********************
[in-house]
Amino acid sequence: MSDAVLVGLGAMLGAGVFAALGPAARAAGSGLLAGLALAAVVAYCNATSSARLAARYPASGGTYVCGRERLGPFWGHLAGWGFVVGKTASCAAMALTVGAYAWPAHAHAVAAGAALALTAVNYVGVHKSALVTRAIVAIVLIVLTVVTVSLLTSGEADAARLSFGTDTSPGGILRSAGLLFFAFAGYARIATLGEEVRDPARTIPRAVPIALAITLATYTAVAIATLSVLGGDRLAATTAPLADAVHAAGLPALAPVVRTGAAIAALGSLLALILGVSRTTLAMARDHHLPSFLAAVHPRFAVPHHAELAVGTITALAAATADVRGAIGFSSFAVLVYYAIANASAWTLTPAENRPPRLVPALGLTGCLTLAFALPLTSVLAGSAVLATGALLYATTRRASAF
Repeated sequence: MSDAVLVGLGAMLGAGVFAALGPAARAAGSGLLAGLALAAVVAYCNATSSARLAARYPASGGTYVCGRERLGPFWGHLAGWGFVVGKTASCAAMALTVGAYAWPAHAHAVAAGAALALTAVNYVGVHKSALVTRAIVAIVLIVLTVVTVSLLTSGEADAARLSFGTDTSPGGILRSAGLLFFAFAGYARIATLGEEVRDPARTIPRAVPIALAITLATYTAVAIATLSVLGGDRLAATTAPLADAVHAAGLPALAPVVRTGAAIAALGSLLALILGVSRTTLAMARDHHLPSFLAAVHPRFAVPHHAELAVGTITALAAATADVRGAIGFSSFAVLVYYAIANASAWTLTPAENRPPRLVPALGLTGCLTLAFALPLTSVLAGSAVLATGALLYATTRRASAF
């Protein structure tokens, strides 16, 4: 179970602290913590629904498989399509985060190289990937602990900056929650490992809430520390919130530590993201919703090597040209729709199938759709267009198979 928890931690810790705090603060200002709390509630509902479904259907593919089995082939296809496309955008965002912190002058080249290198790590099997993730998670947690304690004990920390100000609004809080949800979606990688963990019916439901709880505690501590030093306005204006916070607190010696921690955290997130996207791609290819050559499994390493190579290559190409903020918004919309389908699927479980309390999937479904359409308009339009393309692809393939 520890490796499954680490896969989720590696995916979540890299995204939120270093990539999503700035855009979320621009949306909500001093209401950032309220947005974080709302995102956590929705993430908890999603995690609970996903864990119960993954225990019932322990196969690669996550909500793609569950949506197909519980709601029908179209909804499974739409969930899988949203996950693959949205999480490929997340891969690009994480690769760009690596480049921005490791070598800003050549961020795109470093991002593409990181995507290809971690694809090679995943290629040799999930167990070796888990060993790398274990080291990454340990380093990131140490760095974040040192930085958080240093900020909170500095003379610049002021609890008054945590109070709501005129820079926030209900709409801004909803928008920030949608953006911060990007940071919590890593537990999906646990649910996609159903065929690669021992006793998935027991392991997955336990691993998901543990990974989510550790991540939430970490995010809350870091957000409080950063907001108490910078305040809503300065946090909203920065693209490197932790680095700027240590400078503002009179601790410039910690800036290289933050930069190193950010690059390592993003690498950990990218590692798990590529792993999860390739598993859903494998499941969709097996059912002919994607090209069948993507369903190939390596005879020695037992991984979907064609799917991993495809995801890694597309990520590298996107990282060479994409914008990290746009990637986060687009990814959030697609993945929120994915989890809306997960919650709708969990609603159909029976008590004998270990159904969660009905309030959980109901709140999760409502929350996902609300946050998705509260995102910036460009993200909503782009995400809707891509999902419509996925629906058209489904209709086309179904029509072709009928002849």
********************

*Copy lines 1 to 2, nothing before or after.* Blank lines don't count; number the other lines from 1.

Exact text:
[in-house]
Amino acid sequence: MSDAVLVGLGAMLGAGVFAALGPAARAAGSGLLAGLALAAVVAYCNATSSARLAARYPASGGTYVCGRERLGPFWGHLAGWGFVVGKTASCAAMALTVGAYAWPAHAHAVAAGAALALTAVNYVGVHKSALVTRAIVAIVLIVLTVVTVSLLTSGEADAARLSFGTDTSPGGILRSAGLLFFAFAGYARIATLGEEVRDPARTIPRAVPIALAITLATYTAVAIATLSVLGGDRLAATTAPLADAVHAAGLPALAPVVRTGAAIAALGSLLALILGVSRTTLAMARDHHLPSFLAAVHPRFAVPHHAELAVGTITALAAATADVRGAIGFSSFAVLVYYAIANASAWTLTPAENRPPRLVPALGLTGCLTLAFALPLTSVLAGSAVLATGALLYATTRRASAF